What were my issues with debt books? I’ve often felt that debt self-help books are condescending, implying that most of us are in debt primarily because we spend recklessly, charging up credit cards on things we can’t afford.
They also involve budgets. Apparently, the answer to our debt problems involves endless amounts of expense tracking and a hyper-awareness to every incoming and outgoing cent. The books seem to imply that if we give up cable or daily cappuccinos our debt will disappear. For six-figure student loan debt, such advice is absurd.
For a while, though, I believed it. I downloaded countless iPhone apps, freaking out if I forgot to log my salad at work or a taxi fare. I second-guessed everything that involved spending money: Did I really need soy milk in my cappuccino? Heat? Dry cleaning? Breakfast? I adopted the motto, “If one must buy something, one must buy the cheapest version humanly possible.” I sold every possession I didn’t need on eBay or Craigslist. I stopped eating healthy food, having a gym membership, and seeing movies in the theatre. I was miserable.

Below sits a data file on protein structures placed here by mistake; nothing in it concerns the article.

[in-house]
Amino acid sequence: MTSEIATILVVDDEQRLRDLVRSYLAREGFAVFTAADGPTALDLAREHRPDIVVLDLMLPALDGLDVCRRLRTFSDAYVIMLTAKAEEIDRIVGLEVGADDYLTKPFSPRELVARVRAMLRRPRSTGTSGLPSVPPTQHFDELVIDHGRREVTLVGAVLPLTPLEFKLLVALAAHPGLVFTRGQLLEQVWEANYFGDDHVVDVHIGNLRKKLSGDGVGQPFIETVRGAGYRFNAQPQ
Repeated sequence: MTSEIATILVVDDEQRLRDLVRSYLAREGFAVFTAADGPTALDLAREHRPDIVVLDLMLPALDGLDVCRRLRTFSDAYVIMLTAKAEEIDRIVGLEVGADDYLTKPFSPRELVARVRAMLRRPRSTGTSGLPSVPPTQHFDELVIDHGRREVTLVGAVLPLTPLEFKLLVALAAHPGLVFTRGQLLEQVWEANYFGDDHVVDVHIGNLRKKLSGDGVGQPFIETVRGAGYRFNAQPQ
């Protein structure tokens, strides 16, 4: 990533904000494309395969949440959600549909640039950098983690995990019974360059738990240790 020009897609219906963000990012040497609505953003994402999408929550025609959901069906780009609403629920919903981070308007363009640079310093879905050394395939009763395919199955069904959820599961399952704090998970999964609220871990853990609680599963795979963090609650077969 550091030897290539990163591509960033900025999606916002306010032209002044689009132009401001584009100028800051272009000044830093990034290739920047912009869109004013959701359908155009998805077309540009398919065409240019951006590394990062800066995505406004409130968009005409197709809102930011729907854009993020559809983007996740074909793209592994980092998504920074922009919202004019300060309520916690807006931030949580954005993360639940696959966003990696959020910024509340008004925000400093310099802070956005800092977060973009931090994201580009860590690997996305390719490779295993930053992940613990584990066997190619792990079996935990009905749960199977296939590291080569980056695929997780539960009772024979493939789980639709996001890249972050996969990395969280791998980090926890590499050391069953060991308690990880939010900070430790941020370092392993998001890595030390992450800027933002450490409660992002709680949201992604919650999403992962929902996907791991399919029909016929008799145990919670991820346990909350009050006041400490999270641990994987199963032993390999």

The debt books promised my misery would last only a short time—until my debt was paid off. Only a few more years, right?
At the rate I was going, with the $1,600 of interest that accumulated every month, I would be living this way for about another thirteen years. The thought of doing that made me want to kill myself. I don’t mean that in the funny, melodramatic sense. I actually thought things were so bad, there was no end in sight, and I didn’t see the point of living anymore. I had worked hard all my life, and for what? There was nothing to show for it. I actually felt as though all of my dreams were out of reach, I would never be able to do what I loved, and I would be a prisoner to working jobs I completely hated forever, mainly because of this debt.
And so I decided to put together my own thoughts on debt. And somehow this has evolved into a book called Buy the Avocado Toast: How to Crush Student Debt, Make More Money, and Live Your Best Life.
Let me be clear: I did not want to write a book. I work 12-hour days, have a relationship, an active social life, and a variety of interests. I enjoy healthy cooking and getting exercise. Just writing a preface required me to get up at 4:30 a.m. for half a month and give up my weekends. I’m not an author, nor a debt expert, nor a financial advisor. I am just a person who had a particular set of experiences that might be able to help other people in six-figure student loan debt
I took the time to write about these experiences because none of the other debt books I read seemed to offer solutions for me, a person with excessively high student loan debt. I wrote a book to give hope to my fellow student-loan debtors.
I promise you, you can, like me, transition from a life of suffering and shame to one of comfort and hope.